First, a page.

Ecclesiastes 1:9 New International Version “What has been will be again, what has been done will be done again; there is nothing new under the sun.”
My cousin and I discussed movie makers’ lack of originality in some of their productions. Far too many films are simply remakes of previously successful movies and television shows. Not all the remakes are as successful as the originals.
“The Seven Samurai” produced in 1954 was remade as “The Magnificent Seven” starring Yul Brynner. Both were successful films. The 2016 version of “The Magnificent Seven” is a decent remake if you enjoy a good western where you lose track of the body count. The inclusion of Denzel Washington and Chris Pratt, both delicious eye candy, helped the mediocre script. The cultural diversity of the seven heroes can’t be overlooked.
Lew Wallace’s 1880 novel, Ben-Hur: A Tale of the Christ, was made into the 1925 successful silent film “Ben-Hur.” The 1959 version starring Charlton Heston and featuring 10,000 extras, 2,500 horses, and about 200 camels was a classic. However, the 2016 version was a flop with a lackluster script and a highly digitized version of the great chariot race.
“Willy Wonka and the Chocolate Factory” starring Gene Wilder was a beloved classic and Johnny Depp’s remake was a waste of screen time.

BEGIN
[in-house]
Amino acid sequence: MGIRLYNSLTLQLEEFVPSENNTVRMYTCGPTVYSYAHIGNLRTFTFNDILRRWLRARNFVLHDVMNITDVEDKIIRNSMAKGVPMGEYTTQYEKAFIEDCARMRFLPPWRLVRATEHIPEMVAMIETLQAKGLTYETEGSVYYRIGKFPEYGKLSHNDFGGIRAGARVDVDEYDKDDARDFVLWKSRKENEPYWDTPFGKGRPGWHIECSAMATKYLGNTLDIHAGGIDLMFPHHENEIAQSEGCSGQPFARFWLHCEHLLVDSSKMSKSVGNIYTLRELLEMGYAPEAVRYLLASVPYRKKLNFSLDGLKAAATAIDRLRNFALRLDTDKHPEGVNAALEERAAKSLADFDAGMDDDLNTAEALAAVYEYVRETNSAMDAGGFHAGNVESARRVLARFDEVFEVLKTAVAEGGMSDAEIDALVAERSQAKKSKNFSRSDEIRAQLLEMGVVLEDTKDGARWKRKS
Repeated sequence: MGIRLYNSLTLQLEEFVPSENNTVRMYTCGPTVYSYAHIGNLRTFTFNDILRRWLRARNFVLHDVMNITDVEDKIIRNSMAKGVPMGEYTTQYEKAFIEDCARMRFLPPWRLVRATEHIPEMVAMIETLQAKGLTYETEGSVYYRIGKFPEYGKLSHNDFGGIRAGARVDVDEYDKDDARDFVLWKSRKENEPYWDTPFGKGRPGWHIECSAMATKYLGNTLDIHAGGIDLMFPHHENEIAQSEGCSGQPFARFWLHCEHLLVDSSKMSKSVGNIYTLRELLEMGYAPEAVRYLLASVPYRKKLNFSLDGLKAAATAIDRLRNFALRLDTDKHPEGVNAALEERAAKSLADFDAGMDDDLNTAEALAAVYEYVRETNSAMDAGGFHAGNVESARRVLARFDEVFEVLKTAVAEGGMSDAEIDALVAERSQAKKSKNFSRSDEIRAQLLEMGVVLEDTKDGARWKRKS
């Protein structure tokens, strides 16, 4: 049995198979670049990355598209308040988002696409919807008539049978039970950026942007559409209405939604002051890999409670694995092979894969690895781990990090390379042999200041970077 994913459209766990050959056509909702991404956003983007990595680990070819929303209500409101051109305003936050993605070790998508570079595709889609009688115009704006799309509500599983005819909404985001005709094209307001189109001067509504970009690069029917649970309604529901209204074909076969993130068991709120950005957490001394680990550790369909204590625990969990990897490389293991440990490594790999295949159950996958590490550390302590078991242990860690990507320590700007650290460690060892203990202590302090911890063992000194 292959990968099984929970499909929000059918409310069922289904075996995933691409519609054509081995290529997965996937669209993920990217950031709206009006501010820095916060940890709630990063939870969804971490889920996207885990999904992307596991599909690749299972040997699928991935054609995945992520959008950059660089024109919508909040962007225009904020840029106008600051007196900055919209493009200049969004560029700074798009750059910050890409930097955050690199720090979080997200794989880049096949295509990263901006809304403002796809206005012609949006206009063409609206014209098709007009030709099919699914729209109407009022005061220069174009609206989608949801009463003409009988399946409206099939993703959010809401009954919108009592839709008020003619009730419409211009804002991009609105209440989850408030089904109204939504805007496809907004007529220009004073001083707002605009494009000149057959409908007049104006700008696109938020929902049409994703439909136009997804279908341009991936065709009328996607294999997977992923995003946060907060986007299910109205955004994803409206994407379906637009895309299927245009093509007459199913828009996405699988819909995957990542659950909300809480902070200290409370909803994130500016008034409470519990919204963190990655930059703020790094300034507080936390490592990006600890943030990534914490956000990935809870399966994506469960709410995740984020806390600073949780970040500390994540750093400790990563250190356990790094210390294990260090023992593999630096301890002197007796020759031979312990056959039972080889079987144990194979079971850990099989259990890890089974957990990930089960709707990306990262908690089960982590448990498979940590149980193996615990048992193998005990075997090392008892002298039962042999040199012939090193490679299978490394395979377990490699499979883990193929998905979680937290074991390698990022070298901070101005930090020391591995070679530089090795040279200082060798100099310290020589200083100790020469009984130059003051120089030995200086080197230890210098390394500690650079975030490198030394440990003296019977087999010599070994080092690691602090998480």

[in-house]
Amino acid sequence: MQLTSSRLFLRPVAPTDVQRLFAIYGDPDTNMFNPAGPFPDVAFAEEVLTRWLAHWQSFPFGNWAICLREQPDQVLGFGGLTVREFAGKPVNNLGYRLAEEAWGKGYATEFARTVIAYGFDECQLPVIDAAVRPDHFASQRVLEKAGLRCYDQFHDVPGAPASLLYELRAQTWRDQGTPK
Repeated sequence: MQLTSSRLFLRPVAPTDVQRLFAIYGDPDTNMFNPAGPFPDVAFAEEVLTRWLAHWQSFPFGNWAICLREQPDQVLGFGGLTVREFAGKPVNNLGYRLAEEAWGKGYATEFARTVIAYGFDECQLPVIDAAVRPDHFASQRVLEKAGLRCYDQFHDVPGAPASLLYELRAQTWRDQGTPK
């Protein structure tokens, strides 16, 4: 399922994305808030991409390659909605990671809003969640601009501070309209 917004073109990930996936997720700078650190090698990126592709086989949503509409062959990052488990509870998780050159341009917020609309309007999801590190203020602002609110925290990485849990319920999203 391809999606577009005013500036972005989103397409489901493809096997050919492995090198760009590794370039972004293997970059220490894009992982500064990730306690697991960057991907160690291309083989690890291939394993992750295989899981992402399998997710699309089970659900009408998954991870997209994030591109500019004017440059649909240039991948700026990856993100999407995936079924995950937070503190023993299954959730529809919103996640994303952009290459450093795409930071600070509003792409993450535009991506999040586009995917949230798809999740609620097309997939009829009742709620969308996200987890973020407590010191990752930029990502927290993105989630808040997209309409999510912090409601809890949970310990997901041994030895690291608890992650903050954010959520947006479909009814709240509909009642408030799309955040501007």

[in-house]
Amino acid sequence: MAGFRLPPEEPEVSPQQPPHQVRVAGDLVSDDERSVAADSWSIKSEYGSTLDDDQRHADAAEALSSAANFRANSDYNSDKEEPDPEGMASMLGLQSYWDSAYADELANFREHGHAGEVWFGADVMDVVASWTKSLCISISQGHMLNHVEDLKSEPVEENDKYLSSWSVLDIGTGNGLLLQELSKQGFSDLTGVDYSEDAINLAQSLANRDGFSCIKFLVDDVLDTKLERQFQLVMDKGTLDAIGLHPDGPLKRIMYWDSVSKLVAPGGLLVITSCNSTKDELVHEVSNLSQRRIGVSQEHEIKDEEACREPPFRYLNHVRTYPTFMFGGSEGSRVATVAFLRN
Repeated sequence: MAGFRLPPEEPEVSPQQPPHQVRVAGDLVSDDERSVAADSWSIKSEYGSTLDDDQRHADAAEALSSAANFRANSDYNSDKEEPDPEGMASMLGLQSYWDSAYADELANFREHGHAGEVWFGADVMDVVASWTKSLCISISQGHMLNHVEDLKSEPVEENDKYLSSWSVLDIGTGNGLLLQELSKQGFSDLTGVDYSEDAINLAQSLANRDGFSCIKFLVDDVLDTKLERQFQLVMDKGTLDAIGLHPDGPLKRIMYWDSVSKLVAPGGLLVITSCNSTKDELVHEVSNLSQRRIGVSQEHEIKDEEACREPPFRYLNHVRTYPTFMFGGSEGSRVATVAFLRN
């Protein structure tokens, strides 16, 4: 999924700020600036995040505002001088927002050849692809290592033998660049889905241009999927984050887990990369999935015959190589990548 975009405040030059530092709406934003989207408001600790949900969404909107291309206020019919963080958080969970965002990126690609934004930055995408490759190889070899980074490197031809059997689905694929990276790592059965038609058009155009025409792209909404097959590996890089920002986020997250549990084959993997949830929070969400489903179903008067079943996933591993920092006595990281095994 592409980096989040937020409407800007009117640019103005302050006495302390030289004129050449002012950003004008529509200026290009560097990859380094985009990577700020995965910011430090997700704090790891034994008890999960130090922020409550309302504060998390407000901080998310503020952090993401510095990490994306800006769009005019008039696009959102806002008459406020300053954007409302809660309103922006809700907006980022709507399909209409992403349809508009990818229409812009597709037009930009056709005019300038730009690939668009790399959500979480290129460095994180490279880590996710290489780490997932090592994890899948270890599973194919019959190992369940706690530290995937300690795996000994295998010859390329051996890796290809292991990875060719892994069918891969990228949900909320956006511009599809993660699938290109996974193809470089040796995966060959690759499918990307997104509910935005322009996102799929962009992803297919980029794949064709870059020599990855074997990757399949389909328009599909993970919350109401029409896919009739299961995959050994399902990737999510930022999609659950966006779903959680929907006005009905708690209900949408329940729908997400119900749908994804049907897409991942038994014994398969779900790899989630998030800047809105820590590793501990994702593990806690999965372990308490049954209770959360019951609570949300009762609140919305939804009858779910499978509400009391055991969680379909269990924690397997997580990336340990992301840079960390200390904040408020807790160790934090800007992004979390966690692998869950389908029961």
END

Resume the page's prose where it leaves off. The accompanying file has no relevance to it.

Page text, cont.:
Simone Signoret’s “Diabolique,” a well-crafted, hold-your-breath 1955 French thriller had the audience gasping at key points in the story. American film makers produced a fair remake that wasn’t quite as terrifying, but the television version fell flat.
1954’s “Sabrina” starring Audrey Hepburn, Humphrey Bogart, and William Holden was remade in 1995 with Harrison Ford, Julia Ormond, and Greg Kinnear. I must admit I did enjoy this remake better than the original, probably because I liked Ford better than Bogart.
The re-creation of specific stories without substantial changes to the basic plot is a lazy way to make money. Reworking a familiar story with a different rendering can be done successfully.
Shakespeare’s Romeo and Juliet romance has been retold many times but none better than in the musical “West Side Story.”
The story of Cinderella has been depicted in animation as well as in live action. However, Drew Barrymore’s “Ever After” was a more creative rendition of a strong-willed Cinderella rather than the shy, emotionally abused young wimp in the fairy tales.
Rather than always doing remakes, movie makers could produce more films about real life.
One example, “Deepwater Horizon,” a true story depicting crew members fighting for survival when the Deepwater Horizon oil rig exploded in the Gulf of Mexico, is riveting.
Another example, “Queen of Katwe,” portraying the life of an uneducated young girl from Uganda who became a world-class chess champion, was inspiring. I enjoyed this film because it helped me learn about the trials and tribulations in another culture.
Even better would be more out-of-the-box stories. Two refreshing examples of great writing are the cartoons “Frozen” and “Inside Out”.
A great original, live action, character-driven production, “Hell or High Water,” is a well-crafted, western heist without overdoing the gunplay.
Have you thought about writing new, refreshing plots and not just doing a retread of the familiar ones? Surely there’s something new under the sun or at least new ways of telling it.